Turning the Big 1-0-0: Somebody Call Willard Scott!

Today is my dad’s birthday. If he were still with us, Dad would be 100 years old today.

Maybe he’d get his mug on a Smuckers jar as one of Willard Scott’s birthday boys. That would have been fun…for me, anyway. “Hey, Dad, look–you made the Geezer list!”

Oh, wait a minute. I’d better shut up. I’m now a geezer myself.

Had he not retired, I believe Dad would still be alive today. Before his retirement, he was always physically active–and as a result, healthy. After he retired, he gained a lot of weight and drank heavily for almost ten years. He was, surprisingly, not an alcoholic. When he decided to stop, he just stopped. It was that simple. Same with smoking. He was very young (nine, I think) when he started smoking. He stopped when he was in his sixties…and never lit up again. Mom didn’t make it easy for him. Unlike Dad, Mom had no willpower. They’d agreed to stop smoking at the same time. Dad stopped; Mom became a closet smoker.

I remember the day he caught her smoking in the bathroom. He went outside to the bathroom window and tapped on the glass. “Either you’re smoking, or the bathroom’s on fire,” he called out to her. “Should I call the fire department?”

He and I frequently butted heads. Mom said that was because we were too much alike. It took him longer than it should have to know when I was ignoring him. I had a friend he actively disliked (to be fair, his reasons were valid–but it was still my choice to make). One night, she and I were going out drinking (told you his reasons were valid). As I got into her car, he came to the front door and yelled, “If you go, don’t come back!”

Shirley was more concerned about that than I was. “He’s really mad. Maybe you shouldn’t go.”
I shrugged it off. “He’ll still be mad when I get back,” I told her.

He was. I think we argued for almost a week.

He was 77 when he passed away on January 29, 1991. He wasn’t perfect by any means–there are things for which I’ve forgiven him but never forgot, and I’m sure he could say the same about me. But I still love him. I still miss him and Mom. I still find myself, after all these years, wanting to tell them things, wishing they were here for the high points, needing them during the lows.

Happy Birthday, Dad….


14 responses

  1. Wouldn't it be cool to have a birthday party at 100? It would kind of be weird being the oldest one at the party! 🙂 This is a very nice tribute to your dad who sounds like he must have been a whippersnapper in his young days.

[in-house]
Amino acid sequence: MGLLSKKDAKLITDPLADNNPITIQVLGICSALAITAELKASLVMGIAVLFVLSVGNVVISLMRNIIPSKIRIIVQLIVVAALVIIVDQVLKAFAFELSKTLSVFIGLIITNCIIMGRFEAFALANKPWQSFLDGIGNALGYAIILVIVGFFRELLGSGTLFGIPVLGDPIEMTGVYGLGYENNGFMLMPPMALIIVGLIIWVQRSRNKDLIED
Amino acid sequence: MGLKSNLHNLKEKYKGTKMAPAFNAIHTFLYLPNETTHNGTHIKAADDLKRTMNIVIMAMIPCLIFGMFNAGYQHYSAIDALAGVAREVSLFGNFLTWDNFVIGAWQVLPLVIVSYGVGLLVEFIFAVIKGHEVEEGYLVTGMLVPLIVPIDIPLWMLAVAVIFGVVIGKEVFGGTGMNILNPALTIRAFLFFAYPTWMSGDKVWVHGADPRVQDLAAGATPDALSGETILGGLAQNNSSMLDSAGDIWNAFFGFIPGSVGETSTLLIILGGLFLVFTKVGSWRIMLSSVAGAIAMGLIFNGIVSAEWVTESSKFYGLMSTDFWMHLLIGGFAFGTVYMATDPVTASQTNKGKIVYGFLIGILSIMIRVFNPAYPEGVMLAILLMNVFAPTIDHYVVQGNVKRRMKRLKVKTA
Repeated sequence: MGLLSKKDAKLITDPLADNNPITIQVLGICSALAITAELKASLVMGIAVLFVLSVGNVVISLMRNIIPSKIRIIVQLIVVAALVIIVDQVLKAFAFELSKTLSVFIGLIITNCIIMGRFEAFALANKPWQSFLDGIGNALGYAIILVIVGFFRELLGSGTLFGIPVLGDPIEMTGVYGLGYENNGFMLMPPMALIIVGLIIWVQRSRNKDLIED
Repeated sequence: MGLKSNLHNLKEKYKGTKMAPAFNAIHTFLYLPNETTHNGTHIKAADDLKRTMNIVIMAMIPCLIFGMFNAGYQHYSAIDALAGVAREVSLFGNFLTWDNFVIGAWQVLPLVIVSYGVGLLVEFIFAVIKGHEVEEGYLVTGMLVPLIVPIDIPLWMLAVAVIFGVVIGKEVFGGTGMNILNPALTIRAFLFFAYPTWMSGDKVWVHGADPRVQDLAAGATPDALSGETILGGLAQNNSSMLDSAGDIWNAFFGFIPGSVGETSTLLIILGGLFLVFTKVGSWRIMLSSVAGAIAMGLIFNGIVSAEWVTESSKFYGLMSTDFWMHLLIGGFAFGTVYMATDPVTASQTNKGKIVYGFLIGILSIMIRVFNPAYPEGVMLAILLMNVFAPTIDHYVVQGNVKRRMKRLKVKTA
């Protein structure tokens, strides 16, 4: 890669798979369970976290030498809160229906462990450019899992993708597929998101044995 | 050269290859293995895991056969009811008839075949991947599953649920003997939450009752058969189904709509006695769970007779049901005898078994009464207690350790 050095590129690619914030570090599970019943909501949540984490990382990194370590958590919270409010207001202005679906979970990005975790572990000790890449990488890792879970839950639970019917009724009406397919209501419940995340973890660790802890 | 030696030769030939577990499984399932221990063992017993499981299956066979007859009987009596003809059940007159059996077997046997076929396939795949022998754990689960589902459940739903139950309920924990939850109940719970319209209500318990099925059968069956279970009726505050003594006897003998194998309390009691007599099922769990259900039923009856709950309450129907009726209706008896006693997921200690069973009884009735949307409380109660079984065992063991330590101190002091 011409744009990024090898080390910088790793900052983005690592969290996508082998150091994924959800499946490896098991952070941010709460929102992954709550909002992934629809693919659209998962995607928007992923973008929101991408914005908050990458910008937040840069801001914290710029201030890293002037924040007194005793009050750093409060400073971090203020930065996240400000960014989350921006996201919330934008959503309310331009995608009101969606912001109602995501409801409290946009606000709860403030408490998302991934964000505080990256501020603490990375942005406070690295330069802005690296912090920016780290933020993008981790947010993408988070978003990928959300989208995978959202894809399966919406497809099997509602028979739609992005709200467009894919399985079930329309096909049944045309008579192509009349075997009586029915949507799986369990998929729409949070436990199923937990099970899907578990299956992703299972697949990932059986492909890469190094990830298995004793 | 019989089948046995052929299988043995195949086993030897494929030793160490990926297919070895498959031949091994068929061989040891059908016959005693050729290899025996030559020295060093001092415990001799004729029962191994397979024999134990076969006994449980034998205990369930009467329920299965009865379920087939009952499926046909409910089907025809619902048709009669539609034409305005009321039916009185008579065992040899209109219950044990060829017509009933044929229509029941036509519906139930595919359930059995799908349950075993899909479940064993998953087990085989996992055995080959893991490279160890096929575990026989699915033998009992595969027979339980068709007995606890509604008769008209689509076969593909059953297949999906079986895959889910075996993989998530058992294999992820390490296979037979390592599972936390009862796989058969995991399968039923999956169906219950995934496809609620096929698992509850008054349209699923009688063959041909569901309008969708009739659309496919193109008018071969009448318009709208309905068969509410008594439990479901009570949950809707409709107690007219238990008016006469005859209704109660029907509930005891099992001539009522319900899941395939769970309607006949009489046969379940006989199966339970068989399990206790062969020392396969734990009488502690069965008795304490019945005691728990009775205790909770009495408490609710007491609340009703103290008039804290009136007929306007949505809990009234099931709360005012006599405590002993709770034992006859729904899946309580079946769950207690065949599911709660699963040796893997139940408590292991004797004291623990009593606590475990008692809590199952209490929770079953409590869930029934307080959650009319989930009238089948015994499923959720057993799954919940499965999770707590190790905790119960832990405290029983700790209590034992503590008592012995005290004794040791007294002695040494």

2. A fitting tribute to your dad, Norma. Quite a day to mark.

    That's also quite a photograph of him.

    And no matter how long they're gone, we'll miss them, wishing for one more chance to speak with them.

  3. Wonderful tribute Norma..I can't believe how many similarities between your Dad and mine.. my Dad's birthday was the 13th Nov. he also was very active until retirement.. we even had that same argument 'if you go don't come back' :)) but I loved him dearly and still miss heaps!

  4. Thank you, all of you! Your comments are deeply appreciated!

    Grace: We–including Dad–thought his birthday was November 11th until he retired and had to get his birth certificate to apply for his pension. We told him he had to return all the birthday gifts he got under false pretenses–he told us we owe him decades of gifts for missing his real birthday!

  5. Sounds like your dad had a great sense of humor! I think parents always think they know best. As long as the love's there, it doesn't matter. Sounds like your dad had a lot of love in him.

  6. My parents raised twins, the biological children of one of my cousins, from nine months to adulthood. He could get them to confess to anything just by letting them think he already knew they were guilty. Mom and I would just shake our heads and wonder if they'd ever figured it out!

Leave a Reply

Fill in your details below or click an icon to log in:

WordPress.com Logo

You are commenting using your WordPress.com account. Log Out /  Change )

Google+ photo

You are commenting using your Google+ account. Log Out /  Change )

Twitter picture

You are commenting using your Twitter account. Log Out /  Change )

Facebook photo

You are commenting using your Facebook account. Log Out /  Change )


Connecting to %s